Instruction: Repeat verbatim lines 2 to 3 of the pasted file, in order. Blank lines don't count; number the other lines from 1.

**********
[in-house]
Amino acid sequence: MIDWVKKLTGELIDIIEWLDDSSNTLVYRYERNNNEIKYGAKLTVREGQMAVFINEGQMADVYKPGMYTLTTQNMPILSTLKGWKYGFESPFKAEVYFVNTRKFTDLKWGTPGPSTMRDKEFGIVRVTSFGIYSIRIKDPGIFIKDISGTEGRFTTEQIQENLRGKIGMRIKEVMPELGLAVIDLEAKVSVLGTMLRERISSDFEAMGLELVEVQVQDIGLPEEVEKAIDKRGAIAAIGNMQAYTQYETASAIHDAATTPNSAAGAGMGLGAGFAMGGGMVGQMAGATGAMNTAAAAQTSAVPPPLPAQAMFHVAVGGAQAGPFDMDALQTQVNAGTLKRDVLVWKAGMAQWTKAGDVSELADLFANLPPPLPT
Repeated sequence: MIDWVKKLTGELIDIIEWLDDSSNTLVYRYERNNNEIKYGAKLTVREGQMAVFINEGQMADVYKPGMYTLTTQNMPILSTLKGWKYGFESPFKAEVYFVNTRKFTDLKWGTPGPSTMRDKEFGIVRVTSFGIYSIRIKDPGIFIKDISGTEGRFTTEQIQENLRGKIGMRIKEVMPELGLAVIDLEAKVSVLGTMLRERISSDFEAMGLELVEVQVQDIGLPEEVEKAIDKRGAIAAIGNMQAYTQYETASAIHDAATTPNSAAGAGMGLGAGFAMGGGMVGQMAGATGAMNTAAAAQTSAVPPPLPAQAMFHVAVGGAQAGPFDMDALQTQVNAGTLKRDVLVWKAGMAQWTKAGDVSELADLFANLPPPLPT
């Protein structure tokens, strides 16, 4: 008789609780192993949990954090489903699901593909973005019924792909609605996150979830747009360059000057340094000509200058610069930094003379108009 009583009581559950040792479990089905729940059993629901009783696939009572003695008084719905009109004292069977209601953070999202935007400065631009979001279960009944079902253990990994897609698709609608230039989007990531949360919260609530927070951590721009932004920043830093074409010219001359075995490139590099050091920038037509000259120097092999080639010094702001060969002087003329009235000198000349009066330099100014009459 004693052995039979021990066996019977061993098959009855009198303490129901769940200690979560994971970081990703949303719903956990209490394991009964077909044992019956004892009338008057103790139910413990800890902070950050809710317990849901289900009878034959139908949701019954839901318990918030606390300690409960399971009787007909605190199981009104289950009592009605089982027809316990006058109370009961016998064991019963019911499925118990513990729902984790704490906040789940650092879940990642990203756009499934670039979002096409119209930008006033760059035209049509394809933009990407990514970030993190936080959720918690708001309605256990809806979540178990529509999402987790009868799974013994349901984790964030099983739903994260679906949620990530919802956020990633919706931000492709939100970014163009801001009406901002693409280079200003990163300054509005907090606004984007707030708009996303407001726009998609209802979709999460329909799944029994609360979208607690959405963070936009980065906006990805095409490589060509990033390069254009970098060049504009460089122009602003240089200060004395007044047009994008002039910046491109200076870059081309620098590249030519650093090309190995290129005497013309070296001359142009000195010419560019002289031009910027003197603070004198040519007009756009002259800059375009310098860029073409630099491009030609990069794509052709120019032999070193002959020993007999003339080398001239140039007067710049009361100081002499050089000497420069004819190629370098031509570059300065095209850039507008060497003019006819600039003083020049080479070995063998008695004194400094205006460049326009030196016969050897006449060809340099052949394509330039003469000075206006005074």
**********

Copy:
Amino acid sequence: MIDWVKKLTGELIDIIEWLDDSSNTLVYRYERNNNEIKYGAKLTVREGQMAVFINEGQMADVYKPGMYTLTTQNMPILSTLKGWKYGFESPFKAEVYFVNTRKFTDLKWGTPGPSTMRDKEFGIVRVTSFGIYSIRIKDPGIFIKDISGTEGRFTTEQIQENLRGKIGMRIKEVMPELGLAVIDLEAKVSVLGTMLRERISSDFEAMGLELVEVQVQDIGLPEEVEKAIDKRGAIAAIGNMQAYTQYETASAIHDAATTPNSAAGAGMGLGAGFAMGGGMVGQMAGATGAMNTAAAAQTSAVPPPLPAQAMFHVAVGGAQAGPFDMDALQTQVNAGTLKRDVLVWKAGMAQWTKAGDVSELADLFANLPPPLPT
Repeated sequence: MIDWVKKLTGELIDIIEWLDDSSNTLVYRYERNNNEIKYGAKLTVREGQMAVFINEGQMADVYKPGMYTLTTQNMPILSTLKGWKYGFESPFKAEVYFVNTRKFTDLKWGTPGPSTMRDKEFGIVRVTSFGIYSIRIKDPGIFIKDISGTEGRFTTEQIQENLRGKIGMRIKEVMPELGLAVIDLEAKVSVLGTMLRERISSDFEAMGLELVEVQVQDIGLPEEVEKAIDKRGAIAAIGNMQAYTQYETASAIHDAATTPNSAAGAGMGLGAGFAMGGGMVGQMAGATGAMNTAAAAQTSAVPPPLPAQAMFHVAVGGAQAGPFDMDALQTQVNAGTLKRDVLVWKAGMAQWTKAGDVSELADLFANLPPPLPT